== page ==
ST. PAUL, Minn. - Anyone hoping for a speedy end to the NFL's nearly month-long lockout had better be prepared to wait a while longer.
After Wednesday’s five-hour hearing on a preliminary injunction to lift the lockout by several current and former players suing the NFL on antitrust grounds, U.S. District Judge Susan Richard Nelson said she will rule “in a couple weeks” whether to grant the request.
Regardless of how Nelson rules, the case is expected to be appealed to the Eighth Circuit, which means a final ruling might not come until June.
Nelson extended an invitation for both sides to continue discussions under her auspices between now and her ruling, although it appears unlikely there would be more talks before her ruling.
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Nelson heard arguments from player attorneys Jim Quinn and Michael Hausfeld, as well as NFL attorney David Boies, a prominent antitrust litigator who has been involved in some of the biggest cases in recent years, including United States v. Microsoft.
Quinn contended the lockout should be lifted because the players were suffering “irreparable harm” by not being able to sign contracts and train for the 2011 season at team-owned facilities. He also said that because the NFL Players Association dissolved on March 11 and was no longer a union, the NFL couldn’t impose a lockout, which can be used only when a union exists in a collective bargaining relationship with owners.
“We’ve done what we’re allowed to do under the law,” Quinn said of the decertification process. “We need to get this lockout lifted as quickly as possible and get these players back playing.”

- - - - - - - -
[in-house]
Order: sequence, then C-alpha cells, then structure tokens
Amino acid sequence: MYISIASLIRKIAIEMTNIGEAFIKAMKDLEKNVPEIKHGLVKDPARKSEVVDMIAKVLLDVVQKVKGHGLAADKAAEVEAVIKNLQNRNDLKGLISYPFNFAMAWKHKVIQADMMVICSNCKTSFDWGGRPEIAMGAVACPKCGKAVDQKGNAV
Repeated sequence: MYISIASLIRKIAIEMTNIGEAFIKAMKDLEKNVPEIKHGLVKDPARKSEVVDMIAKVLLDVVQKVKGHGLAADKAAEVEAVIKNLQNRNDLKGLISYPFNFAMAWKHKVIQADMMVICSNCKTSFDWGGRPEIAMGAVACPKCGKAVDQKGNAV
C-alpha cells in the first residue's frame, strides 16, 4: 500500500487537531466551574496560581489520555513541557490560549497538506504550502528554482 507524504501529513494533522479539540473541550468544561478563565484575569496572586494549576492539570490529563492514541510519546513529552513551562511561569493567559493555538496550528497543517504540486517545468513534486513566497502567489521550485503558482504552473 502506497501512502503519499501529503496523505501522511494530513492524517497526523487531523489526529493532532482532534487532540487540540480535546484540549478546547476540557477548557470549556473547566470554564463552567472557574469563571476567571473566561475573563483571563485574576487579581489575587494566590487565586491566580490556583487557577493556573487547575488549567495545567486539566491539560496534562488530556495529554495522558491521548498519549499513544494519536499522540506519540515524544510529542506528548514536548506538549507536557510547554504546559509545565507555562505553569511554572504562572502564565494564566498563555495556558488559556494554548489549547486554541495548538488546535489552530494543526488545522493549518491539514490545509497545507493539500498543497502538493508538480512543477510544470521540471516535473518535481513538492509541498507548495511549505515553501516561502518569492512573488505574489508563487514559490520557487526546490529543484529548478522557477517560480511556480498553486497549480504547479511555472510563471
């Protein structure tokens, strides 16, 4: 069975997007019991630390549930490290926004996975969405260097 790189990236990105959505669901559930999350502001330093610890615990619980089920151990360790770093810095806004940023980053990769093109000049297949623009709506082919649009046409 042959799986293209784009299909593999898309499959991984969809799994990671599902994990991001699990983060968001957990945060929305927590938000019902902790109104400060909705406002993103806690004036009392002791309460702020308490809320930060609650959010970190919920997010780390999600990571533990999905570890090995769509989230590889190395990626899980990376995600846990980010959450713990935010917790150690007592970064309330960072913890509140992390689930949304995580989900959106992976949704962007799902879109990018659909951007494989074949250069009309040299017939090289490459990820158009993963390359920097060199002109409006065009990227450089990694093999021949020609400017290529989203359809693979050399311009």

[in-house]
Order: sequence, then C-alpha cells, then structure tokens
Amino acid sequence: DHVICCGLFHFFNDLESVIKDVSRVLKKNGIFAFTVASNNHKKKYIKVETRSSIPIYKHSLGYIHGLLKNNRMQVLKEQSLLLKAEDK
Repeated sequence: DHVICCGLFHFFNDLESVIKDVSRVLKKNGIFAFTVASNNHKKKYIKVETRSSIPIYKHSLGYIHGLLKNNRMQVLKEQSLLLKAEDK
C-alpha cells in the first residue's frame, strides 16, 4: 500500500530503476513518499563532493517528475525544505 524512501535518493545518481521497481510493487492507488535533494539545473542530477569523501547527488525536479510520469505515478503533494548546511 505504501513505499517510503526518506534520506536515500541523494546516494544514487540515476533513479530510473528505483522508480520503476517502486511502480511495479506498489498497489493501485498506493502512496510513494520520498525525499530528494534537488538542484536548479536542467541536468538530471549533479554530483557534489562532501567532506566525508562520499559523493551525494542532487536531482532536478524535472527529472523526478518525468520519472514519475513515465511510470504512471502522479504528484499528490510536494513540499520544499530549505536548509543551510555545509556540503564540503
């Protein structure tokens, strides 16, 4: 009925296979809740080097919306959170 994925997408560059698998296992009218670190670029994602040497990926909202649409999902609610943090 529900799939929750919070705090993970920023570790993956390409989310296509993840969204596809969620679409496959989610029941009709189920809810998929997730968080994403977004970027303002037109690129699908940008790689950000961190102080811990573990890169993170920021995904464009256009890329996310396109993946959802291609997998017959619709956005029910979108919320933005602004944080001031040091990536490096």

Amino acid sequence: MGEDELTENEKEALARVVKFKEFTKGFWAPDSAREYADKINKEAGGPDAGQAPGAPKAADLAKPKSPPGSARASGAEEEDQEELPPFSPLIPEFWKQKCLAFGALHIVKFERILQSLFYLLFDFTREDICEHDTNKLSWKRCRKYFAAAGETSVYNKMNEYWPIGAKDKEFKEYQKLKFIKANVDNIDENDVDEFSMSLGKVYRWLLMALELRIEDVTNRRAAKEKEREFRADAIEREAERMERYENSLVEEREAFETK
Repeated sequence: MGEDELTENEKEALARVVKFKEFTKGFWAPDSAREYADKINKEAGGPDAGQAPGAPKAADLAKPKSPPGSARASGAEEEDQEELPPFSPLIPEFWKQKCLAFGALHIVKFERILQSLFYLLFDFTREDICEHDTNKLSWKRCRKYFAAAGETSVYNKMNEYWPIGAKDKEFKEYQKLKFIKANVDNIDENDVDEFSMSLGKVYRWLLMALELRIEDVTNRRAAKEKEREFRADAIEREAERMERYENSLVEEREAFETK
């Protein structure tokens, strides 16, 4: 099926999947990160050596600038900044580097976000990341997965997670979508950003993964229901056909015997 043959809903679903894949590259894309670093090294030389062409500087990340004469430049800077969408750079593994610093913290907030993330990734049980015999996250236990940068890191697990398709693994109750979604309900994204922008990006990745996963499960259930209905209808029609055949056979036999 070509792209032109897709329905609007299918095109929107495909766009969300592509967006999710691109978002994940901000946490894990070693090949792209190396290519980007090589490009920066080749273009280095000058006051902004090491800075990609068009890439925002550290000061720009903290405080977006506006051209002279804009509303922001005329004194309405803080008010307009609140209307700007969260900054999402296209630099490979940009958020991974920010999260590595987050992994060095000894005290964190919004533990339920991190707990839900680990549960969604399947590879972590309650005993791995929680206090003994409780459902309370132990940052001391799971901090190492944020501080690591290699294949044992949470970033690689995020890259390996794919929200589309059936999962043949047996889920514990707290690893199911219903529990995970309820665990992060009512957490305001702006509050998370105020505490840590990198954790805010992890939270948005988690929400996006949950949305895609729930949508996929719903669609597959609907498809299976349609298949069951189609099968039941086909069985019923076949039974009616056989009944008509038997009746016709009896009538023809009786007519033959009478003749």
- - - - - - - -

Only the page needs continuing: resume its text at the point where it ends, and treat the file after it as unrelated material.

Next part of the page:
The players, who include quarterbacks Tom Brady, Peyton Manning and Drew Brees, as well as Giants defensive end Osi Umenyiora and six others, want the league’s lockout, which began March 12, to end and the NFL to resume operations. Also joining the lawsuit were retired players Carl Eller of the Minnesota Vikings and Priest Holmes of the Kansas City Chiefs, who had filed a separate lawsuit claiming the lockout was illegal.
Nelson suggested the two sides resume federally mediated talks during her period of deliberation, although she did not order it.
“It seems to me both sides are at risk and this is a very good time for you to come back to the table,” she said.
Attorneys for the players are willing to resume talks, but only if they involve settling the antitrust litigation. The NFL’s attorneys argue, however, that they want to resume mediated collective bargaining talks in Washington, D.C., that had previously lasted 16 days before ending on March 11.
TITANS, KIFFIN SETTLE
The Tennessee Titans settled their lawsuit with the University of Southern California over Trojans coach Lane Kiffin hiring away Titans assistant Kennedy Pola just before training camp last July.
The Titans and USC announced in a joint statement that settlement terms were private, but called them “amicable.” The lawsuit is expected to be dismissed in weeks.
Then-Titans coach Jeff Fisher said losing Pola forced him to revamp his staff, and the Titans couldn’t fill the spot before the 2010 season. Tennessee went 6-10, and Fisher left in January.
The Associated Press contributed to this report.